A Place in the Conversation

Portraying Disability Onstage

The Theatre Communications Group made a recent push to explore underserved perspectives through a series of discussions on its Diversity & Inclusion blog salon. As a socially conscious artist, I applauded the program. As a hard of a hearing woman, I found myself hastily clicking from article to article, questioning my place in the conversation, absorbing only half the content.

It wasn’t until graduate school that I examined my disability. I've made allowances for my inability to hear certain things at certain times throughout my life, and I was educated on the technicalities of my hearing loss by numerous doctors and counselors. But it wasn't until I got a new hearing aid in 2011 that I understood how little I was hearing in my playwriting classes up to that winter. Not having to crane forward to listen gave me the luxury to relax and think about my hearing loss. About my essential need for devices to help me hear. About how my coping skills went unnoticed by those around me. About how reluctant I was to think about my feelings concerning what I could and couldn't hear.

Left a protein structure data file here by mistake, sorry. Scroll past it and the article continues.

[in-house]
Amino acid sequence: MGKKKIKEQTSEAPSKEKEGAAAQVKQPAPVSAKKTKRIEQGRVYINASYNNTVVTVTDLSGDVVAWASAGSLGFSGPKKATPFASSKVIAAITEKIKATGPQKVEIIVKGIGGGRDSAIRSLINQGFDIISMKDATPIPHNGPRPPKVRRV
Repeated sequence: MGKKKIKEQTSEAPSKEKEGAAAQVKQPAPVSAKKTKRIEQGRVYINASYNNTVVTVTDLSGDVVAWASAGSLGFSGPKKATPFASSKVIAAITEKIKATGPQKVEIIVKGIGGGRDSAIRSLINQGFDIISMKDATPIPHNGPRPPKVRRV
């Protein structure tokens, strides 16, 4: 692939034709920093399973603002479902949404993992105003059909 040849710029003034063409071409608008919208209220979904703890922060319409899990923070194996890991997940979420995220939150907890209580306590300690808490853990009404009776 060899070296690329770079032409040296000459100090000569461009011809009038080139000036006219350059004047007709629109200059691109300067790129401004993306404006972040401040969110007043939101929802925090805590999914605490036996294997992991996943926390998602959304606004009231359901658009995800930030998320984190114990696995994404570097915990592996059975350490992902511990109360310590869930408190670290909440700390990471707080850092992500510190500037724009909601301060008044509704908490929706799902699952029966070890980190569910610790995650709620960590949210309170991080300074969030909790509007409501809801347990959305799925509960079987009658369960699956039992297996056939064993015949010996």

That last bit surprised me. As a writer, I spend a lot of time dredging my own experience for answers to life's big questions, but giving myself time to examine my feelings about my disability, from age eight onward, seemed daunting. I was happy to accept I could hear better now, but when asked what I thought of my disability, when asked to plumb the experience for narrative conflict by my advisers in the MFA Playwriting Program at Ohio University, my response was quick and dismissive. "Not being able to hear is intrinsic for me, that's all," I'd say. "Nobody on the outside will be interested enough to know about it." Though I may never know the why of my immediate response, I find it telling nonetheless. I assumed sole-ness or alone-ness in my condition. As far back as I can remember, I was the only kid in my class with hearing loss. This made it imperative for my parents to motivate me to see my disability as a positive, as something that contributed to my work ethic and personality, as opposed to detracting from those elements of my identity. This effort wasn’t something I examined until I began research for a play centered on family and disability and identity.